So basically I am agreeing with most everyone else.  Those skis can be skied in the bumps, but they will make it harder than it has to be.  Softer skis with less sidecut and a length you are comfortable with will be easier.

post #16 of 22
Thread Starter 
Thanks mdf. That's a good point about the mogul design.
L&AirC, those are some nice skis. Of course, I have only tried all-mountain skis prior to these. I was skiing some beginner blue bumps (not real moguls) yesterday and I was able to carve through them effortlessly. The skis were real steady.
post #17 of 22

It's all relative.  My 13 m radius 165 cm Fischer WC (0.5 degree base bevel) and my 23-ish m m radius 190c m Volant (1 degree base bevel) skis are about equally proficient in bumps, but both are a heck of a lot better in bumps than my 70-ish m radius  208 cm (0.5 degree base bevel) Kaestle SGs.  My best "bump skis" are my 23 ish 188 cm Volkl P50 F1 Energy, due to their relatively flexibility.   For me mid 20 m radius, 1 degree base bevel and enough flexibility to conform to the snow surface instead of bridging the troughs is what makes a good bump ski.  Your ski has too short a radius and is too stiff, but it could be much worse.

 

BTW I suck at bumps; I used to consider all bumps an annoyance and pestilance put on perfectly good steep pitches by folks who just didn't have the balls to ski fast, but wanted to be able to brag about skiing steeps.  Short choppy bumps made for kids are still a bit of annoyance.


Edited by Ghost - 1/4/15 at 2:11pm
post #18 of 22
Thread Starter 
I had to look up what base bevel meant smile.gif
post #19 of 22
Quote:
Originally Posted by Ghost View Post
 

It's all relative.  My 13 m radius 165 cm Fischer WC (0.5 degree base bevel) and my 23-ish m m radius 190c m Volant (1 degree base bevel) skis are about equally proficient in bumps, but both are a heck of a lot better in bumps than my 70-ish m radius  208 cm (0.5 degree base bevel) Kaestle SGs.  My best "bump skis" are my 23 ish 188 cm Volkl P50 F1 Energy, due to there relatively flexibility.   For me mid 20 m radius, 1 degree base bevel and enough flexibility to conform to the snow surface instead of bridging the troughs is what makes a good bump ski.  Your ski has too short a radius and is too stiff, but it could be much worse.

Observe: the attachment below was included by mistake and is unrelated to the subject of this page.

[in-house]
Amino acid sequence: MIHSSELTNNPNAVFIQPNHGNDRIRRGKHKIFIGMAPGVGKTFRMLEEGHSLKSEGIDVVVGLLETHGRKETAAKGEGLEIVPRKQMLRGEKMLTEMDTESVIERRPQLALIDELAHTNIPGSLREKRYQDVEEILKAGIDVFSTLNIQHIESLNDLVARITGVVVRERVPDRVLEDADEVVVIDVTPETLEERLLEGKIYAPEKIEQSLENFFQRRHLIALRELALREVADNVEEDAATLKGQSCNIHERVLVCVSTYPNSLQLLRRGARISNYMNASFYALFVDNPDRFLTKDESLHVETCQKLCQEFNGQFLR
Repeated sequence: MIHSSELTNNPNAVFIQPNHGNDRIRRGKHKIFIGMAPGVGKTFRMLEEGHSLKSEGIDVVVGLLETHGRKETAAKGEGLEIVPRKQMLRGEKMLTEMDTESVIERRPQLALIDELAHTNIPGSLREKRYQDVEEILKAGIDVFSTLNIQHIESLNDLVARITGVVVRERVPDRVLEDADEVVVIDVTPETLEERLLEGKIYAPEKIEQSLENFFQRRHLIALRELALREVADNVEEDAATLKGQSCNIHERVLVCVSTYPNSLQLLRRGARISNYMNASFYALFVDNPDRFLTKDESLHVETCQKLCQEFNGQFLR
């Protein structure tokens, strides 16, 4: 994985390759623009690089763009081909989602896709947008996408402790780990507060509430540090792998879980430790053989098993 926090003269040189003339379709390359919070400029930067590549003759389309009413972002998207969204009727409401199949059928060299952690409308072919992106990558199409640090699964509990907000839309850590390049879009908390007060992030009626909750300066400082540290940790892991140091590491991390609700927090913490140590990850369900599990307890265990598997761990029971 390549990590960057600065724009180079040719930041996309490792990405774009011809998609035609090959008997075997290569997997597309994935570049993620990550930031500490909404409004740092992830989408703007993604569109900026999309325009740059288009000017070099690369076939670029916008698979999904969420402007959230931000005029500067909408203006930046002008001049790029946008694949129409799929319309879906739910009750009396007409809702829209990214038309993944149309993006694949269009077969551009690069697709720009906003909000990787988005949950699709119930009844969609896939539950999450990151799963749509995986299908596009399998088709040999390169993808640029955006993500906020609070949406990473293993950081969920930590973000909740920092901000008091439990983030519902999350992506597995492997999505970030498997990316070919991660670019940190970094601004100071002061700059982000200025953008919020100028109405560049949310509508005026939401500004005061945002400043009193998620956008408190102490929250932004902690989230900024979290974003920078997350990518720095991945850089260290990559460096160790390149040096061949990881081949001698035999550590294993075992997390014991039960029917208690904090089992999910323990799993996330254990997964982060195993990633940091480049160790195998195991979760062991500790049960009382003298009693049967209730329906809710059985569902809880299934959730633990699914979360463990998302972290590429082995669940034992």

BTW I suck at bumps; I used to consider all bumps an annoyance and pestilance put on perfectly good steep pitches by folks who just didn't have the balls to ski fast, but wanted to be able to brag about skiing steeps.  Short choppy bumps made for kids are still a bit of annoyance.

Boy can I relate to this post. I remember the days out skiing with my Fischer  210 WC GS skis, complete with riser plates trying to get thru a bump field.  But yeah, you're right. The spacing of the bumps becomes relevant because nobody is skiing on 200's these day. 

 

>>>>"Short choppy bumps made for kids are still a bit of annoyance."

+1 on that. They take up perfectly good cruising space. Double that for terrain parks in smaller areas. 

post #20 of 22
Actually I think the main cause of short choppy bumps is over-terrained skiers.

Ghost's description of his preferred bump ski is pretty close to mine, for all but the choppiest ones. And I will just deal with those rather than gearing up for them.
post #21 of 22

One of my favorite runs is Humboldt Draw at Telluride. We call it the "baby bump" run. The bumps are made by rug rats in ski school and are painfully tight. They, of course, have a grand time, as the pitch is very moderate. When I am on that side of the mountain, I like to take at least one run at them to see if my game is on for that day. My friends think I am a masochist.

post #22 of 22

We had our groomer seed a slope with tiny bumps especially for the kids.  It wasn't so bad; worst case scenario if you got out of step, you could just finish the run with a figure 11 :D .  It wasn't steep, it wasn't long and the bumps weren't big.